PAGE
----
All we know at the beginning is that the child has a high fever, sore throat and is unwell. Very vague but it’s a start. What would be the very broad differential diagnosis for this child’s illness in today’s hospitals?
My method for producing a differential diagnosis is to use the following list in order, and then to fit a system-based approach afterwards:
- Life-threatening conditions
- Common conditions
- Uncommon conditions
Then the systems: respiratory, cardiovascular, neurological, genitourinary, gastrointestinal, skin, bone and joint can be considered under each heading.
The differential diagnosis of a high fever and sore throat in a young child being admitted today in a UK hospital might include:
- Life-threatening conditions : epiglottitis, pertussis (whooping cough)
- Common: non-specific viral upper respiratory tract infection, croup, tonsillitis, scarlet fever
- Uncommon: diphtheria, Kawasaki’s disease, measles
The immunisation history is important when putting the differential diagnosis of fever and sore throat into the historical context of Poldark’s 18th Century Cornwall. Not only were vaccines not available but the bacterial and viral causes of diseases had not even been discovered! So in this historical context our differential of a high fever and sore throat would include:
- Life-threatening conditions: diphtheria, epiglottitis, pertussis (whooping cough), measles
- Common: non-specific viral upper respiratory tract infection (URTI), croup, tonsillitis, scarlet fever
- Uncommon: Kawasaki’s disease
The same differential diagnosis would apply to countries with low vaccine availability or coverage. It is still important to remember this even in the UK as patients from Eastern Europe and the former Soviet States, who have not been vaccinated, may present to the NHS.
So let’s now look at the 18th Century child’s symptoms in more detail. Not only does she have the fever and sore throat but she is also having difficulty breathing. The problem seems to be the actual movement of air in and out which implies a narrowing of the pharynx, epiglottis or trachea. The airway narrowing allows us to exclude pertussis, measles, non-specific viral URTI, scarlet fever and Kawasaki’s disease, as none of these present with airway narrowing. Added to this there is no spasmodic cough so pertussis is even more unlikely and the absence of a rash makes scarlet fever and measles very unlikely indeed (in scarlet fever the rash is typically a diffuse “sunburn style” rash see the blog on scarlet fever).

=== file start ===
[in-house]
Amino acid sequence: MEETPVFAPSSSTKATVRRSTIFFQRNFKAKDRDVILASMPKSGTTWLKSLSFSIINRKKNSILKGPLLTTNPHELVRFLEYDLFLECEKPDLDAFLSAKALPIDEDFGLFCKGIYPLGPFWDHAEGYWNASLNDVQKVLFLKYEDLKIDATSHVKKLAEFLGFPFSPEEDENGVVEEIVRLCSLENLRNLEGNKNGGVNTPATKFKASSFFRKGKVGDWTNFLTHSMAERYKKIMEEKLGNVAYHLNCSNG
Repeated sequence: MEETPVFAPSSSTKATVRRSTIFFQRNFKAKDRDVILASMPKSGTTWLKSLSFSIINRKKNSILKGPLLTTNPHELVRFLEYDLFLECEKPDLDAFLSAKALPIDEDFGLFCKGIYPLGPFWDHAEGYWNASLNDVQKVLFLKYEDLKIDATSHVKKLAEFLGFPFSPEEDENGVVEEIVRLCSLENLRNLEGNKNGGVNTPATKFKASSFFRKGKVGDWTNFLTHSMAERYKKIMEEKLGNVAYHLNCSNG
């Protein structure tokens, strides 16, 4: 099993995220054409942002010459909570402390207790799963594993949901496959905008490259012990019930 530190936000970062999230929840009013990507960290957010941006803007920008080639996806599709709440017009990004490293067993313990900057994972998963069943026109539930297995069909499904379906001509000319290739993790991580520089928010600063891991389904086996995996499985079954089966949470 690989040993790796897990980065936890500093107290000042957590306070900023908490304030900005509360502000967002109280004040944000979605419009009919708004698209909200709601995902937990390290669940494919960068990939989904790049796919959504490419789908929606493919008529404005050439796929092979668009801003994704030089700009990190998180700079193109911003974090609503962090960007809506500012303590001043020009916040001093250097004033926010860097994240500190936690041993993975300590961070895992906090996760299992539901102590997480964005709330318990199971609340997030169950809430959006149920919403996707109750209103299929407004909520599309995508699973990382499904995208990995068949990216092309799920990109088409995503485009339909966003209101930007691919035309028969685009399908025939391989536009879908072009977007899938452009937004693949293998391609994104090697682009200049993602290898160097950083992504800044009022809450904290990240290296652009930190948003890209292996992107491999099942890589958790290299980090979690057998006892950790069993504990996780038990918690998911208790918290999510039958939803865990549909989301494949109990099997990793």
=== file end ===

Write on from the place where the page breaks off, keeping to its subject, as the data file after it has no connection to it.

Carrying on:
So our historical differential diagnosis might now look something like:
- Life-threatening conditions: diphtheria, epiglottitis
- Common: croup, tonsillitis
Croup can be excluded by careful attention to the child’s breathing pattern; croup causes a barking cough, sounding much like a seal, and the child is not usually that unwell even if they sound dreadful! This leaves us with 3 possible diagnoses which can be differentiated by a careful and I really mean careful examination of the child. If the child is very unwell and really struggling to breath then any examination should only be done with the ability to perform an emergency tracheostomy just in case the swollen airway shuts off completely. If in doubt get help before examining the child’s throat!
So for Poldark we really have a choice between diphtheria and severe tonsillitis and given the symptoms of "putrid throat", severe life-threatening disease, contagiousness and cardiac symptoms, we can narrow our differential down to a definitive diagnosis… diphtheria. If you want to know more about diphtheria see the original blog on Poldark’s Putrid Throat. If you search hard enough on the internet too you’ll find an interview with a BBC producer who says they based the story on diphtheria! Being able to differentiate the diagnosis yourself though is surely more satisfying. :-)
So that’s the process of exploring a differential diagnosis and how I came to the conclusion that Poldark’s Putrid Throat was diphtheria. Jessica was right, scarlet fever was considered as part of the differential, but on balance I believe that diphtheria was the culprit.
The art of developing a differential diagnosis appears to have gone out of day-to-day medicine and I think we should try and bring it back. Most of the time I see doctors trying to pinpoint a single diagnosis at the point the patient is admitted without waiting for further information from the history, examination and investigations. I think this is a mistake and possibly wrong, it takes away our diagnostic skills. As a result no one questions whether the initial diagnosis is right or wrong and therefore a patient can end up being treated for one infection when they actually have another. Keep an open mind; it is good practice and ultimately it makes for safer medicine and it’s certainly more fulfilling.